An Italian immigrant, Tony (Charles Laughton) proposes to waitress, Amy (Carole Lombard) by letter but sends her a photograph of his womanizing foreman, Joe (William Gargan) instead.
I will always love classical Hollywood because it is mostly the foundation on which I built my passion for cinematic critique.
However, despite this film’s intentions I think it fell quite short. I think this film suffers due to being produced when the Production Code was much to the fore and as a result it tries to be moralizing and far too ‘squeaky-clean’ to be a satisfying film, given the subject content.
Laughton’s role felt like far too much of a overblown stereotype to be amusing or meaningful, or indeed whatever they were trying to achieve with this film. Carole Lombard was beautiful enough but the casting of both her husband-to-be and lover respectively (in which she engages in some passionate extreme hugging) could’ve been better. I think this film suffers for having been based on a play.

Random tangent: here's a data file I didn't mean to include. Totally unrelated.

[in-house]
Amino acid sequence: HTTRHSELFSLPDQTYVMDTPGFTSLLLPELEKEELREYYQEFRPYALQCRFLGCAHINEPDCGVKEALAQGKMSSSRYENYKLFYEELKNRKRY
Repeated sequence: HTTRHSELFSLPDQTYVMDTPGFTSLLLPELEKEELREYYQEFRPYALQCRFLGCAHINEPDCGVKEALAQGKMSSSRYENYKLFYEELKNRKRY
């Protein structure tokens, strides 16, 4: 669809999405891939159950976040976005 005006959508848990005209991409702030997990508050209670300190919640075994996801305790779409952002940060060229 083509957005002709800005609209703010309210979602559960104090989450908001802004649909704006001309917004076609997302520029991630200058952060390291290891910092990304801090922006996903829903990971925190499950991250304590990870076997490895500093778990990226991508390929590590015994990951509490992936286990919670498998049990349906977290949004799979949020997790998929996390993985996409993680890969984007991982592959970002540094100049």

I’m not too sure what this film’s ultimate goal was but as far as I can fathom I’m guessing perhaps it was supposed to emphasize the importance of togetherness, marriage and family (especially for a cinematic audience who were on the brink of another world war). However, it does this badly. I don’t think I’d be likely to watch this film again.
MY RATING: * / *****